Check out this 20″ iMac. Notice anything peculiar? Look closely at the branding above the Apple logo. The only thing that tips you off that this iMac is a hacked together unit is that Acer logo on the replacement screen.
As we’ve so often been caught doing, [Flippy] was browsing eBay for deals. It’s a dangerous activity because you end up falling into purchases like an Aluminum iMac for $35. That led to the purchase of a very slim LED LCD monitor to use as the display. It fits perfectly behind the iMac’s glass bezel, which has a tiny chip in the upper right corner that doesn’t bother [Flippy]. It’s thin enough that this actually left room for him to add in the guts of a MacBook Pro which he had sitting in his unused parts pile. With all of the main components accounted for the rest is really just logistics like routing all of the cable connectors and adding openings for USB ports. What he ended up with is a high-end computer for a low-end price.

Filed under: macs hacks
from Hack a Day

Hand placing flash die to make USB drives

It’s a stretch to call this one a hack, but USB thumb drives are around us constantly and we always assumed that the boards inside were machine populated (like with a pick and place machine). [Bunnie] tells us otherwise. He recently had the chance to tour a factory where USB flash drives are made.
The image above shows a worker populating a set of boards with the flash memory dies. The waffle-grid to the right holds the dies. Each is a tiny glint of a component. The worker is not in a clean room, and is using a bamboo tool to pick up the pieces. [Bunnie] explains that he’s seen the tools before but doesn’t fully comprehend how they work. He figures that the hand-cut manipulator has just the right amount of grab to pick up the die, but will also release it when it touches down on the dot of glue applied to the landing zone on the board.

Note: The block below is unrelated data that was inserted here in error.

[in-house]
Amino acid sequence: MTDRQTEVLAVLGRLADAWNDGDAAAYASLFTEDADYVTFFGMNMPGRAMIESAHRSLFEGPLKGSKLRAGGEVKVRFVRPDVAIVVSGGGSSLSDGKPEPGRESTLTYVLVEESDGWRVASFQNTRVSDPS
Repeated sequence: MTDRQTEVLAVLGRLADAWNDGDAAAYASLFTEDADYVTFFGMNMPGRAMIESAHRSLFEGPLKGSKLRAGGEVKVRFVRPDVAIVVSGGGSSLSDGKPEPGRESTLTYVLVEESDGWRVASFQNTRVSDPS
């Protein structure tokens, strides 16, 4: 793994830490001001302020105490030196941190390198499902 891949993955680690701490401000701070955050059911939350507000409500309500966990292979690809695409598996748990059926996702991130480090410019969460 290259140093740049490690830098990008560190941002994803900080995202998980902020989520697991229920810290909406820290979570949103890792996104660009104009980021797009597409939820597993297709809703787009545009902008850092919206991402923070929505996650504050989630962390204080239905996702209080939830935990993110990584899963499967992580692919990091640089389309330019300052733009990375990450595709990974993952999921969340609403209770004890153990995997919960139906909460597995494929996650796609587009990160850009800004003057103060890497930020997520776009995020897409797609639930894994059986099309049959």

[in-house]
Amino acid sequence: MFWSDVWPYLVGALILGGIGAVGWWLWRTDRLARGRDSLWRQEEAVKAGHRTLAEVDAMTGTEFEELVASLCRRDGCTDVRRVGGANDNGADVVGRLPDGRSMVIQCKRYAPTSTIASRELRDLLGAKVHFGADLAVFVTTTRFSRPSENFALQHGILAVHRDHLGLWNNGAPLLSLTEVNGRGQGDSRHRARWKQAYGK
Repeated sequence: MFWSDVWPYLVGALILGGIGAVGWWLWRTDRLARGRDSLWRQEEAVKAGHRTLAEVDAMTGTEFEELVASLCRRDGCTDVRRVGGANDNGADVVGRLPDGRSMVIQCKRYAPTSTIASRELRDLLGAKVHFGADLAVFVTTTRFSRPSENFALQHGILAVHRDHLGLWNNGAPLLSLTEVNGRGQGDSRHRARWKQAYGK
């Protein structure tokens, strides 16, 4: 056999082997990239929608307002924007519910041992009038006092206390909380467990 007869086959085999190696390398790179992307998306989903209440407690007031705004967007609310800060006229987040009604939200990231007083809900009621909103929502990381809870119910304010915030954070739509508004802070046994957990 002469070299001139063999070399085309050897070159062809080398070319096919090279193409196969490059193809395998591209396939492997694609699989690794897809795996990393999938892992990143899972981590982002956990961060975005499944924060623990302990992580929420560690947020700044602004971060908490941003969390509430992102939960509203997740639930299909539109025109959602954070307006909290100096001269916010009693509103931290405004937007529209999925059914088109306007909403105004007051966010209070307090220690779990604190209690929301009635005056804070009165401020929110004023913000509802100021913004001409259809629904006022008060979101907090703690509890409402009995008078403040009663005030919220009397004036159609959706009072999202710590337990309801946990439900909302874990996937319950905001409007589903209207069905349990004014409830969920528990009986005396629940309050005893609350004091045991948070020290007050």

If you’re into this sort of thing you should check out the PCB factory tour we saw a couple of years back. The article link is dead but the embedded tour…

Leap Motion Delays Shipment of Motion-Sensing Controllers by Two Months

Leap Motion Controller for PCs and Macs Pushed Back to Late July
from X-bit labs

Apple to Disclose Future of iOS and OS X Platforms in June at WWDC

Apple to Break 230-Days Silence at Opening Keynote at WWDC in June
from X-bit labs

Kingston Releases Wireless Reader, Battery Charger for Apple, Android Mobile Devices

Kingston Launches MobileLite Wireless Gadget
from X-bit labs

The Christian Monist on Celestial Dissatisfaction

Note from CM: One of the blogs I turn to regularly is The Christian Monist.  J. Michael Jones always writes interesting and insightful posts, and I want to pass one of them on to you today. Some day I will do some writing about Woody Allen, who has been one of my favorite writers and filmmakers for many years, but today I will pass along what JMJ says about him.
* * *
A Celestial Dis-satisfaction in a Satisfied Pretense . . . Where Mick meets Woody
by John Michael Jones
So here’s the problem. Everything is going great! Life is swell! Honestly. I have all I need. My kids have turned out well. My mother is living longer than the average person. I live in the place I’ve always wanted to live in. My health, while not perfect, is pretty good. I lack nothing. So what am I bitching about?